1. “Day” Avocado: The “Day” avocado cultivar is widely recognized as one of the most container-friendly avocados available. It’s much smaller than its 60+ foot wild cousins, and most nurseries agree that roughly 3 feet is the height at which it may start fruiting. There are a lot of nurseries that sell this variety, but if you are planning to purchase this avocado, I recommend purchasing this avocado from Logees… not because I get a referral fee (which I don’t – I am not affiliated with Logees or any other greenhouse), but just because I like the quality of their plants. Highly recommended.
  2. Wurtz Avocado (also known as “Little Cado”): The Wurtz is technically a dwarf avocado tree, but don’t think of it like a small shrub; the tree reaches roughly 10 feet tall. Compared to the unwieldy height of other cultivated avocado trees, it’s easy to see that keeping a Wurtz happy in a container is a much easier chore – but 10 feet is still a lot to handle on a small windowsill. You can keep height under control with some basic management of the tree, but the Day is typically preferred over the Wurtz because it’s easier to get the Day to fruit at a low height.

Provide Potted Avocados with the Right Growing Environment

An avocado is extremely sensitive (ask me how I know… just ask me). For many of the tougher subtropical fruit trees such as the pomegranate, if you don’t provide the right environment, the tree will typically manage to struggle along, and may still even set some fruit. Other trees like container-grown lemons may be more picky; without the right growing environment, the tree itself will still survive, but it won’t provide you with fruit.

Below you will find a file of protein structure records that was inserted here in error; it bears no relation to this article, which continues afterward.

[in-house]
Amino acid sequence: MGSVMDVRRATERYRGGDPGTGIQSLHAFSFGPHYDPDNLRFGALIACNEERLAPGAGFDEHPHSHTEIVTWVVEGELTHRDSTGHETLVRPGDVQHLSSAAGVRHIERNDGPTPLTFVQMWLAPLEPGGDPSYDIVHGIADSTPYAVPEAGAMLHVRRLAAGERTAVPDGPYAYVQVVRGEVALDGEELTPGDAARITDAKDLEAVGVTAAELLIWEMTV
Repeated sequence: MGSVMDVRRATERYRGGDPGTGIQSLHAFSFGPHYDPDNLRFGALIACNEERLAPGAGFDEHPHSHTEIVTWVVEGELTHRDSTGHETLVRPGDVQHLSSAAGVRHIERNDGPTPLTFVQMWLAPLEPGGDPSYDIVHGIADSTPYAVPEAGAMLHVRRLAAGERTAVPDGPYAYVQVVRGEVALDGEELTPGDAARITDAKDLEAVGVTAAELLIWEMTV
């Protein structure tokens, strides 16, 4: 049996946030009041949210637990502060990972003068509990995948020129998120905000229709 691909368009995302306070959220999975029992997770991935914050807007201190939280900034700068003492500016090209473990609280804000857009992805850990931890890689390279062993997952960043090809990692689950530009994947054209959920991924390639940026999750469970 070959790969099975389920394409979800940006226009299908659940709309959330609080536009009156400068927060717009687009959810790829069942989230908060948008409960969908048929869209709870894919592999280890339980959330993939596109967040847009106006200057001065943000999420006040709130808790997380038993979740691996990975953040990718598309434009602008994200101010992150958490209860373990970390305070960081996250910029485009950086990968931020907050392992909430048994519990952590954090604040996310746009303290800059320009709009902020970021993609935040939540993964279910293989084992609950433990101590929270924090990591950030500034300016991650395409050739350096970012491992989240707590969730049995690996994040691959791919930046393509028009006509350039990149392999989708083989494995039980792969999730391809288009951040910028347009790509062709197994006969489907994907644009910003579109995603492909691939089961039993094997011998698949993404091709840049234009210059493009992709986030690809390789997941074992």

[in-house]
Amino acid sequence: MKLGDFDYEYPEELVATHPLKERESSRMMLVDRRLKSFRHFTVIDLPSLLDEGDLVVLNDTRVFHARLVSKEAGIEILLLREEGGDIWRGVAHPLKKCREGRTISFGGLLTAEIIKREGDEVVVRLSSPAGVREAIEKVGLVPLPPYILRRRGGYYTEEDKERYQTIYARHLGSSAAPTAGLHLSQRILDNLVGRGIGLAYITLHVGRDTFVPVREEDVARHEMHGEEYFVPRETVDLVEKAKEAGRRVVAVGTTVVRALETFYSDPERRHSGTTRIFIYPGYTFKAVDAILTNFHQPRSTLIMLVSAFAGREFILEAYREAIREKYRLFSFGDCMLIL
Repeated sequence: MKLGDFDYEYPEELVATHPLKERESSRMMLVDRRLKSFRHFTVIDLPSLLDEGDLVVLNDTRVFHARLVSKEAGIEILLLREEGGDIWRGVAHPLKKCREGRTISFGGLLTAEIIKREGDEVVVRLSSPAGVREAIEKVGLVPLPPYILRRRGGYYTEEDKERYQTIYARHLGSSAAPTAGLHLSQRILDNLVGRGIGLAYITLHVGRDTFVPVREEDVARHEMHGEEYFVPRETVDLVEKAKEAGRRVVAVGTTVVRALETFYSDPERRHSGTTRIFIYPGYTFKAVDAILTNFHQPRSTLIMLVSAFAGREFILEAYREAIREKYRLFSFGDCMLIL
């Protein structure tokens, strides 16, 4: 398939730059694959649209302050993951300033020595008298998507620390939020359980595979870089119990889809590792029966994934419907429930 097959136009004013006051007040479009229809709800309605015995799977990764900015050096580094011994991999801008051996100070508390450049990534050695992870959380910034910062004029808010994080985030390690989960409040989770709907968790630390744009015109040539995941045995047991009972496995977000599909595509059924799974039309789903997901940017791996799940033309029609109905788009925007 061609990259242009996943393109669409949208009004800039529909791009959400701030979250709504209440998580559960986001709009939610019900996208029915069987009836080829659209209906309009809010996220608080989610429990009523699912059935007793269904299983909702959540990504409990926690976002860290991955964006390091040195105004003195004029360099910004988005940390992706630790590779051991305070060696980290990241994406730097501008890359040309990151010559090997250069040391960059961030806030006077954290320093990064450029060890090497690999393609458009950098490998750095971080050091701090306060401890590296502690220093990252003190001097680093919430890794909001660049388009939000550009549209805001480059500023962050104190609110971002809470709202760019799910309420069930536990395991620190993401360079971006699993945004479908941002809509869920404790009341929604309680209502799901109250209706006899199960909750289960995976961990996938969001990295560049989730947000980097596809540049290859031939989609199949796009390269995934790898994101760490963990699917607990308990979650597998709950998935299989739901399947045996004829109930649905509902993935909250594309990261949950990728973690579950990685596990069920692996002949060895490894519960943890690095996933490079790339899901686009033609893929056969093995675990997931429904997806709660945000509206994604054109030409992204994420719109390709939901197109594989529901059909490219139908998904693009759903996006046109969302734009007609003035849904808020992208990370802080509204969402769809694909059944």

The avocado? This tree is the diva of the subtropical fruiting world. Without the right growing environment, the tree doesn’t just drop its fruit – the tree itself will just give up hope and die. This isn’t just disappointing, it’s tough on the wallet. Finding a dwarf or container-friendly avocado tree is a challenge, and it’s extremely important to protect that investment by providing your new tree with the best possible chance for success.